In the midst of a global pandemic, it’s unsurprising that there’s a heightened risk of anxiety within the workforce as we collectively face the biggest challenge many of us have or will ever experience in our lifetime. And the challenge is heightened for those who work in the public service as many Australians look to those in the public sector for guidance and support while we navigate this unchartered territory.
As the situation evolves rapidly day by day, public servants are expected to be one step ahead. In the face of such unpredictability, mass change and heightened pressure, being resilient has never been more important.
With that said, it’s worthwhile understanding where we stood in the first place. In Springfox’s latest Global Resilience Report, we surveyed over 1,700 Australian workers and found that 40% of the Australian workforce were already exhibiting low levels of resilience in the last year, with 79% stating that they lacked the endurance and flexibility required to navigate change.
While little can be done to change the gravity of the situation, resilience is the anchor that helps us to stay calm, think clearly, and be effective and adaptive. More than that, resilience is imperative to maintaining our mental fitness, and avoiding burnout.
Promisingly, more than five decades of research point to the fact that resilience is built by incremental behaviours, attitudes and social supports that can be adopted and practiced by anyone.
It’s important to adopt compassion towards yourself and the people around you, whether that’s an elderly neighbour, staff member, or family member. By focusing on extending your care to others, in a capacity beyond your professional duty, you are able to look beyond the situation to see the bigger picture. In doing so, you prevent yourself from ruminating and going on a downward spiral.
Whilst compassion is an important factor in maintaining perspective (essential to combatting anxiety), equally, one of the biggest drivers of stress and burnout amongst public facing professions is ‘over-caring’ about the needs, opinions or behaviours of others. While caring about others is an important characteristic of someone in the public sector, it’s important not to take personal ownership for public discourse or feelings that others may have toward a decision or action. Resilience helps us to understand the emotions of stakeholders without owning the emotion. By learning your personal emotional cues to identify negative behaviours, you will be able to shift your attitude and cultivate constructive responses, rather than letting the pressure sit heavily on your shoulders with no reprieve.
Aim for realistic optimism
Realistic optimism is where your thoughts lead to a solution. This means when you’re thinking “Today is a huge challenge, and I don’t think it will get any better from here,” catch yourself and reframe that to: “Today is a challenge, but it will get better from here.” Being mentally fit is being mindful and disciplined enough to catch, check and change your negative thoughts into realistically optimistic ones.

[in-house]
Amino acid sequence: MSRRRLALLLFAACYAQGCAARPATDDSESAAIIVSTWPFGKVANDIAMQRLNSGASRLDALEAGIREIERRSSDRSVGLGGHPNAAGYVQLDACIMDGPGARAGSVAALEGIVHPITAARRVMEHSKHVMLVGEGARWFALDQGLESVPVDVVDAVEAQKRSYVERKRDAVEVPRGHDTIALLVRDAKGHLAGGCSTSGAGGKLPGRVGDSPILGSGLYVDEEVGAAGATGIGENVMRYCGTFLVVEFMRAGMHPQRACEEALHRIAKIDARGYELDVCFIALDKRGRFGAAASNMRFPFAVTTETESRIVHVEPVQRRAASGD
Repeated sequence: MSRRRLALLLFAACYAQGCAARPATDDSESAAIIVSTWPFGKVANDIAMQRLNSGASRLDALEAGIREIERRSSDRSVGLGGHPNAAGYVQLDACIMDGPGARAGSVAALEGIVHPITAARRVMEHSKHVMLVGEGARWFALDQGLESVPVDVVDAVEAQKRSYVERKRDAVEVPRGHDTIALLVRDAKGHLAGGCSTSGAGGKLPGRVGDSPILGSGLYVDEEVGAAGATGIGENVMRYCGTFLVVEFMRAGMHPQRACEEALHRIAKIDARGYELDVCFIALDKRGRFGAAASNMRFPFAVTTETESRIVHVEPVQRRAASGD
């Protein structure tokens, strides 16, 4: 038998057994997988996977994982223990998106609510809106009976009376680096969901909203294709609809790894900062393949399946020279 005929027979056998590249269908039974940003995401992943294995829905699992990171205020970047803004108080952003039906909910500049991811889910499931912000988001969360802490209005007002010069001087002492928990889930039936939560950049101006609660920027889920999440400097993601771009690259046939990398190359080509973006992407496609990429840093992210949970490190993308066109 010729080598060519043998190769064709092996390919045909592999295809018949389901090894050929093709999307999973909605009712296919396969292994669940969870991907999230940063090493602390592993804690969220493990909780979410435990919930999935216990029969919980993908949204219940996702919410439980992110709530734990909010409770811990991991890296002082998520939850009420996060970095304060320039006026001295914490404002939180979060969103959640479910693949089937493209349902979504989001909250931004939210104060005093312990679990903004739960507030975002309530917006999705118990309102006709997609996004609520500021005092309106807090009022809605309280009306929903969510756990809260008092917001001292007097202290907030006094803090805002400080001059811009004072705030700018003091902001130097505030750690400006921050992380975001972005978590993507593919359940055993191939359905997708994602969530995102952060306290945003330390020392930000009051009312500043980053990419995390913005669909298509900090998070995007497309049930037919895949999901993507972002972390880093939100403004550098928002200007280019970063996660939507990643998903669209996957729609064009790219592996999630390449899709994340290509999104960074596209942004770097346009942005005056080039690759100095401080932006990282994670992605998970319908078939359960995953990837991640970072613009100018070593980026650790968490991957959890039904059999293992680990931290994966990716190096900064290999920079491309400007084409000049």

Maintaining positive interpersonal relationships is critical for building resilience and fighting off burnout. Having someone to talk to or spend time with is an effective way to get your mind off work and provides a necessary dose of comfort, security and perspective during stressful times. Add to this, workplace stress can easily lead to irritability and create unhappiness in your personal life, subsequently affecting your personal relationships. Counteract this by making an effort to be fully present where there’s an opportunity to spend time with family, or building spaces to maintain your relationships with friends.
Self-care isn’t just for the day spa
In stressful times it’s easy to let self-care fall by the wayside, but in reality, it’s times like these when it’s actually the most important.
Resilience and mental fitness go hand in hand with being mentally healthy. As such, exercise is the best thing we can do to reduce anxiety and should be a non-negotiable in your daily routine. On any given day, our report shows that 62% of workers don’t get sufficient exercise, and no doubt this is all but increased during isolation requirements.
Even as little as five minutes of daily exercise can reduce the levels of cortisol in our system and increase serotonin – helping to reduce stress levels and clear the mind. To add to this, ensure that you’re eating a healthy, nourishing diet, and most importantly, are maintaining a good sleep routine.
The pressure of working in public service can often be very high, and more so in a global crisis, but it’s not too late to invest in practicing resilient habits to help you better master stress, stay mentally fit, and avoid burnout in a time you need to be your sharpest. Ultimately, resilience is a choice. You can choose to be overwhelmed and distressed or you can choose to invest in your resilience, to help you to maintain high performance, and have a meaningful impact in your service to the public.